Starting this weekend, a group of 65 invited Maker’s from various disciplines, along with 20 awesome Mentors, will gather at the Maker’s Asylum in Mumbai for the five day S.T.E.A.M. Fabrikarium program. The aim is to improve the capabilities of the differently-abled by building and expanding upon existing open source projects. At the same time, the teams will learn more about rapid prototyping techniques.
Among the participants will be at least 15 differently-abled people who will be a part of the whole process of learning as well as providing their inputs on the problems being tackled. Participants have an opportunity to understand how design thinking works and work on improving the existing designs.
Participants will team up and choose from five existing open source projects:
Flying Wheelchair – a wheelchair specially adapted for use while paragliding.
The Asylum’s fully-fledged workshop facilities offer a wood shop, a laser cutter, a CNC, several 3D printers, electronics tools and instruments and an infectious environment that will allow the participants to learn a lot during the five short days. While working on prototyping their projects, all teams will have constant access to a team of mentors and industry experts who will help solve their problems and give guidance when necessary.
The Maker’s Asylum includes fully-fledged workshop facilities for the build process, and the team succeeded in bringing onboard a slew of industrial partners and supporters to ensure that the program can be offered to the participants for free. That is a great way to bring makerspaces, makers, and the industry together in a symbiotic program that benefits society. The program was developed in collaboration with My Human Kit, a company from France who selected the five open-source projects mentioned above. The Fabrikarium is made possible via Bonjour-India, which fosters Indo-French partnerships and exchanges.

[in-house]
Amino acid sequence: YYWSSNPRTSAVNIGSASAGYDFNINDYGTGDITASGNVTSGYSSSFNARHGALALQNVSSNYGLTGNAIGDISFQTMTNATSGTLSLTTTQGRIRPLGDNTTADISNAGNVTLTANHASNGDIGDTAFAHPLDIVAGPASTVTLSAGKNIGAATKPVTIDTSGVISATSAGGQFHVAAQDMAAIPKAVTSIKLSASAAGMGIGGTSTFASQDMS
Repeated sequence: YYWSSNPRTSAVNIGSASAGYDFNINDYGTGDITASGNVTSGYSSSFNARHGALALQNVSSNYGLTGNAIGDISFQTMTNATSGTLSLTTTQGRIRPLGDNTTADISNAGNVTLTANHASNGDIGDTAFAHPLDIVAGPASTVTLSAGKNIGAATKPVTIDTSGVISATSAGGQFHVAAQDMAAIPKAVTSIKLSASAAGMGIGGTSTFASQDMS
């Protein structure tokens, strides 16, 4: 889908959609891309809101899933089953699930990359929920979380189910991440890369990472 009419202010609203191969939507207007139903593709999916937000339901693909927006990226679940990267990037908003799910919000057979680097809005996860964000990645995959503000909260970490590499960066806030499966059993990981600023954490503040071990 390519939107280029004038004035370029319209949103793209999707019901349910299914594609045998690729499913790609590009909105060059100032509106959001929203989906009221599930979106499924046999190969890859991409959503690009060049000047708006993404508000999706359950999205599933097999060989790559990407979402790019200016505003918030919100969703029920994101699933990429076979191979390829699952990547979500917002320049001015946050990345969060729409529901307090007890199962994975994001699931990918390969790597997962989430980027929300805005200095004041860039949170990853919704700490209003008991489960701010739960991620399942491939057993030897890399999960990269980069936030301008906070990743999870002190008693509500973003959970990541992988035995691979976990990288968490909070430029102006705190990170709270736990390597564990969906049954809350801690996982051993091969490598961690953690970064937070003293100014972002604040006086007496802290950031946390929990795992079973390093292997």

Hackaday is proud to be a part of this program and will be present to help document all of the awesome projects. Participants will share their progress on Hackaday.io, so watch for updates over the coming week. To get an idea of what to expect at the S.T.E.A.M. Fabrikarium 2018, check out the video from an earlier version embedded below.
[Rhonda] has multiple sclerosis (MS), a disease that limits her ability to walk and use her arms. She and the other residents of The Boston Home, an extended care facility for people with MS and other neuromuscular diseases, rely on their wheelchairs for mobility. [Rhonda]’s chair comes with a control console that swings out of the way to allow her to come up close to tables and counters, but she has problems applying enough force to manually position it.
Sadly, [Rhonda]’s insurance doesn’t cover a commercial solution to her problem. But The Boston Home has a fully equipped shop to extend and enhance residents’ wheelchairs, and they got together with students from MIT’s Principles and Practices of Assistive Technology (PPAT) course to hack a solution that’s not only useful for [Rhonda] but should be generally applicable to other chairs. The students analyzed the problem, measured the forces needed and the clearances required, and built a prototype pantograph mount for the control console. They’ve made the device simple to replicate and kept the BOM as inexpensive as possible since patients are often out-of-pocket for enhancements like these. The video below shows a little about the problem and the solution.